In medicine, elevated levels of transaminases can be an indicator of liver damage. Transaminases are enzymes that have metabolic activity in cells. These enzymes are present in various tissues (liver, heart, kidneys, and muscles) that reflect the movement of the liver and the heart.
The liver has transaminases to synthesize and break down amino acids and convert energy storage molecules, also called plasma, at typically low levels.
However, if the liver is damaged, the membrane of liver cells (hepatocytes) becomes more permeable, and some enzymes escape into the bloodstream.
Elevated levels are sensitive to liver injury, which means you are likely to be present if there are injuries. However, they can also be elevated in other conditions, such as thyroid disorders, celiac disease, and muscle disorders.
The measurement of high transaminases is used to diagnose heart attacks, although they have been replaced by new tests of enzymes and proteins that are more specific for heart damage.
The possible causes of high levels are inflammation of the liver (hepatitis A, B, C, infectious mononucleosis, acute viral fever, alcohol, pancreatic disorder), injury to the muscles (trauma, myocardial infarction, congestive heart failure, insufficiency binding renal), and many toxins and drugs.
Treatment for High Transaminase
- Antiviral drugs reduce hepatic enzymes elevated by hepatitis C.
- Take diuretics as prescribed by the doctor. The doctor can prescribe antibiotics
- Stop drinking alcohol immediately. Please do not drink alcohol after it has recovered.
The results of a blood test are never enough to make a diagnosis, regardless of the dose taken. Only the doctor can dictate a diagnosis after comparing these results with the questioning of the patient, the clinical examination, and other possible test results.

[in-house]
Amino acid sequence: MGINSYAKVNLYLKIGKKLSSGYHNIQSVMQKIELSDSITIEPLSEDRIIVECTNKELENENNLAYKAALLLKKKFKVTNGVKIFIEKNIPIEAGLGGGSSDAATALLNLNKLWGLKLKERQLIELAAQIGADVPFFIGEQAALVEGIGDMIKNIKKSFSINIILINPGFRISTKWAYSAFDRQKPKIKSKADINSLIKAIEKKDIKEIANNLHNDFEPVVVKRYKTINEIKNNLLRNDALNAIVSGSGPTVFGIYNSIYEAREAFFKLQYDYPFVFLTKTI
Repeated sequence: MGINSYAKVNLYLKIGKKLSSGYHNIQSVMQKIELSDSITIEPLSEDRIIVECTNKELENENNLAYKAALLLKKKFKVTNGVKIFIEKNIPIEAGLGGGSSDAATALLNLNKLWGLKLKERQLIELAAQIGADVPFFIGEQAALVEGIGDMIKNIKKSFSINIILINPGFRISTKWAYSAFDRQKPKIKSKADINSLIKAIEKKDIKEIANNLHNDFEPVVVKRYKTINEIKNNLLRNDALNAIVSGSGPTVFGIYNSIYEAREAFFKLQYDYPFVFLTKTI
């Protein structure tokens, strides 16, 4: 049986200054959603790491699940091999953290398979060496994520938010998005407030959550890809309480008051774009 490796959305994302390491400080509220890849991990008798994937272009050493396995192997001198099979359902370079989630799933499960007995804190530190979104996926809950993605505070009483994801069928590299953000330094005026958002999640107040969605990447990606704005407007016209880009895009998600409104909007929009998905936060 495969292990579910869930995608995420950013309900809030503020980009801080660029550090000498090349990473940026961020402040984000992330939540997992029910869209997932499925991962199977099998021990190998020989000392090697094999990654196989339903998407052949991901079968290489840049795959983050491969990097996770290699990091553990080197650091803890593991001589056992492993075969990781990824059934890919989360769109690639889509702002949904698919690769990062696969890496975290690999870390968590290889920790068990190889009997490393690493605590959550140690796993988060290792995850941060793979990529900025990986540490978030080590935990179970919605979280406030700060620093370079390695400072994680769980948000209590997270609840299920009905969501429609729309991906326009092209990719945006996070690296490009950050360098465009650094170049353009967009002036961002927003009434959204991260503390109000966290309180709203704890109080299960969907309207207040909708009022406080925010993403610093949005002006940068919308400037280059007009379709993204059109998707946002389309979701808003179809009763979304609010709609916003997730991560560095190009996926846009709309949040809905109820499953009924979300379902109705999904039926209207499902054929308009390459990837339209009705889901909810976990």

On the other hand, there are high transaminases with chronic elevation when evidence of levels higher than 1.5 times the upper limit of normal.
Do not worry; without getting your doctor’s opinion, he is the one who can tell you if there is any complication.
The increase in transaminases does not necessarily reflect an anomaly. It is necessary to carry out other exams. A blood test of liver activity is also usually done, including at least the blood test, alkaline phosphatase, and bilirubin.
A decrease in transaminases may be related to pregnancy or vitamin B6 deficiency.
Elevation of Transaminases
An increase of transaminases in the blood occurs when there is the destruction of the liver cells, which occurs in all the liver diseases: viral, infectious or toxic hepatitis, and liver cancer. These high transaminases can also be related to autoimmune disease, obesity, overweight, alcoholism, myopathy, myocardial infarction, parasites, or pancreatitis.
It should be noted that muscular efforts or muscle trauma can increase transaminase levels. People over 60 may also have high blood levels of transaminases.